September 1, 1999

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If magnetic data-storage devices for computers could be pushed into the wavelength limit of an electron moving through a solid -- the nanometer scale -- storage capacity could be significantly increased. The key is to confine the movement of the electron. Researchers have taken a significant step toward that end, producing the first high quality images of "quantum wells" -- an energy state in which an electron is sandwiched between two layers of atoms so that its motion is confined to a single dimension.


Many unanswered questions remain about how air pollution affects health. For instance, many pollutants exist in both particle and gas phases, which are deposited differently in the lungs and have different physiological effects. Difficulty in getting good measurements of these gas and solid phases has complicated the EPA's effort to establish air quality standards. Lara Gundel and colleagues have devised an air sampler that is being used around the country to resolve these issues.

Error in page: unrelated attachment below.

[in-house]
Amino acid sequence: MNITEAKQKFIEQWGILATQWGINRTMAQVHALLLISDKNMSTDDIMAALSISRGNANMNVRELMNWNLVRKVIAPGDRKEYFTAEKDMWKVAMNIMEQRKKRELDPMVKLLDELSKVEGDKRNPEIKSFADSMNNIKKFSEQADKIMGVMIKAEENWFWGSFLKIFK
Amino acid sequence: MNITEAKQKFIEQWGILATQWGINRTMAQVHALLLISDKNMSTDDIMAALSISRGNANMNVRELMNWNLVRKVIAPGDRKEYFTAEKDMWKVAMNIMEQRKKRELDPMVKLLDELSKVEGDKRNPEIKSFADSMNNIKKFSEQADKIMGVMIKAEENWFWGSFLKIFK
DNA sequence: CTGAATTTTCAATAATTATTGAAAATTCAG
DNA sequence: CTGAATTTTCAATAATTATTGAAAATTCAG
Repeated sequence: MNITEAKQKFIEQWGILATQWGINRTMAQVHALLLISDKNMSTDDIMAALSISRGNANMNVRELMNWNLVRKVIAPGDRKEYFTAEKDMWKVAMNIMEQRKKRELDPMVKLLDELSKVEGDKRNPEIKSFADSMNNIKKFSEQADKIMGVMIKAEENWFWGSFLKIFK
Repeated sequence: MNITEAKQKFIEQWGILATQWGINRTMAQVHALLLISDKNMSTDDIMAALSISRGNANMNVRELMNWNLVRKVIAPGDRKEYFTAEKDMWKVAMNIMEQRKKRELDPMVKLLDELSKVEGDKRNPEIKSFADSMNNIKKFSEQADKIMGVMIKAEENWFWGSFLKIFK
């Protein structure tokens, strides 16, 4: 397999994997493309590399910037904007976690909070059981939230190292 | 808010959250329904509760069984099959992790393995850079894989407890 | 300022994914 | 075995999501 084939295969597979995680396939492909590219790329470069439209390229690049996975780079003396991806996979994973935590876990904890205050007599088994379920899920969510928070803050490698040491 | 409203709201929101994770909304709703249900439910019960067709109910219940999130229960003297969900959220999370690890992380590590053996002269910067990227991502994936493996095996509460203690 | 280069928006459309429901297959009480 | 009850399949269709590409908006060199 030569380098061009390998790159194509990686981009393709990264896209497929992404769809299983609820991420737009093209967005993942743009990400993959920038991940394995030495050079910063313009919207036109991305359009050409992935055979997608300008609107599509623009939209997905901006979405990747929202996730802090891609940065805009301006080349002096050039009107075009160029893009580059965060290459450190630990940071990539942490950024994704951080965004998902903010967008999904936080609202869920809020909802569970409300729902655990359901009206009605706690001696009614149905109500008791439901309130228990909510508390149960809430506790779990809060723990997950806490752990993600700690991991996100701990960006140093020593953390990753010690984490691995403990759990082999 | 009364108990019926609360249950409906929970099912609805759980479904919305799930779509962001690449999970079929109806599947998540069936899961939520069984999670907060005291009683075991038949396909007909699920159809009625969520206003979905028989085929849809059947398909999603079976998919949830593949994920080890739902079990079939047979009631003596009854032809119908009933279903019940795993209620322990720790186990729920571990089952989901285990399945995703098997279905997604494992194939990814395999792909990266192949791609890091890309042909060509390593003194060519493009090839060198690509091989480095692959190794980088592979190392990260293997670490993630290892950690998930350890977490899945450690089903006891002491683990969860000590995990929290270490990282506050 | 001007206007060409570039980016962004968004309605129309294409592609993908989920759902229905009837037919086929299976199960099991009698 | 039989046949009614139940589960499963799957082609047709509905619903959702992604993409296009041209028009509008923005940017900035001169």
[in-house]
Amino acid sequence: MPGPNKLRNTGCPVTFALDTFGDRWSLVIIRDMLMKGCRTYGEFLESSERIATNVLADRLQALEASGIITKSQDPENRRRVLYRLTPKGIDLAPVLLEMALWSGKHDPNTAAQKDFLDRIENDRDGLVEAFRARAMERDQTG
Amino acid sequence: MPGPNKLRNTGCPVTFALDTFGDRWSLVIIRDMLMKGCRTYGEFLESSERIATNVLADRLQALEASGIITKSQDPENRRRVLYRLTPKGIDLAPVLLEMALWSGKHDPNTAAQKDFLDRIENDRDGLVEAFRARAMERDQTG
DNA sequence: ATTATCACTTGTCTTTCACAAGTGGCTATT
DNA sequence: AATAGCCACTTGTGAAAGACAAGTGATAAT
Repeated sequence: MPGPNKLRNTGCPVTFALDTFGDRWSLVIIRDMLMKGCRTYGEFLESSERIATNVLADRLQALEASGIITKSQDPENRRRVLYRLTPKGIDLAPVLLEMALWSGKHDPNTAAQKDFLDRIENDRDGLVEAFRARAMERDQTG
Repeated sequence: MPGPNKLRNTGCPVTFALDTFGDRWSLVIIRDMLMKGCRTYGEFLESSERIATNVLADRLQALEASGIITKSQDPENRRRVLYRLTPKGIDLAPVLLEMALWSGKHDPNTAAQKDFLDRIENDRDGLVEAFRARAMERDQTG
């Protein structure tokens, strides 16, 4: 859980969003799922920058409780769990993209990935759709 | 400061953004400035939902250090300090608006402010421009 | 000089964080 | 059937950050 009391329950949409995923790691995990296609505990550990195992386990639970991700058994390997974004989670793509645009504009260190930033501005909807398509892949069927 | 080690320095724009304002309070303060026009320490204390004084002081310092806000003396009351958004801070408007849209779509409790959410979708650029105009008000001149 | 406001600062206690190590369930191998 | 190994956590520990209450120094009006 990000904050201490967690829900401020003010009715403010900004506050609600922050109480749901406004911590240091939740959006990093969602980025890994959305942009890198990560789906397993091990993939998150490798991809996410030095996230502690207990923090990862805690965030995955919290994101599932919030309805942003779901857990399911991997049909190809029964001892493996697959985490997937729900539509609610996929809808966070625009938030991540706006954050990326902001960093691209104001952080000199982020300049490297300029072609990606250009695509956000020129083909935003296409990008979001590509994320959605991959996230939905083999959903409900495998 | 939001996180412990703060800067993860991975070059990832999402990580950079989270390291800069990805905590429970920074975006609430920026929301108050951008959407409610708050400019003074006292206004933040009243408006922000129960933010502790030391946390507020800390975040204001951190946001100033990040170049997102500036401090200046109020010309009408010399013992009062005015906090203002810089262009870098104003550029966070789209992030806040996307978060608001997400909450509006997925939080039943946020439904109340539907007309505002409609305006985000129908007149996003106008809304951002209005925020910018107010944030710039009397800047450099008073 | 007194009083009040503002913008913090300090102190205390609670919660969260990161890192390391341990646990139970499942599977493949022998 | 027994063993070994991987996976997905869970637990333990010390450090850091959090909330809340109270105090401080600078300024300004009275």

Scientists at the Lab's Center for Environmental Biotechnology have shown that underground microbes can transform toxic chromium pollutants into less toxic compounds. What's more, the process may be accelerated by the presence of volatile organic wastes, compounds often found at contaminated sites. These findings point the way toward new, environmentally benign remediation techniques for cleaning up mixed waste sites.


Some of the more shadowy secrets of biology may soon be illuminated through the use of a new type of fluorescent probe that has been licensed to a Palo Alto start-up firm.

Berkeley Lab will co-host a center that will investigate oceanic carbon sequestration -- the capture and storage of atmospheric carbon dioxide in the oceans.

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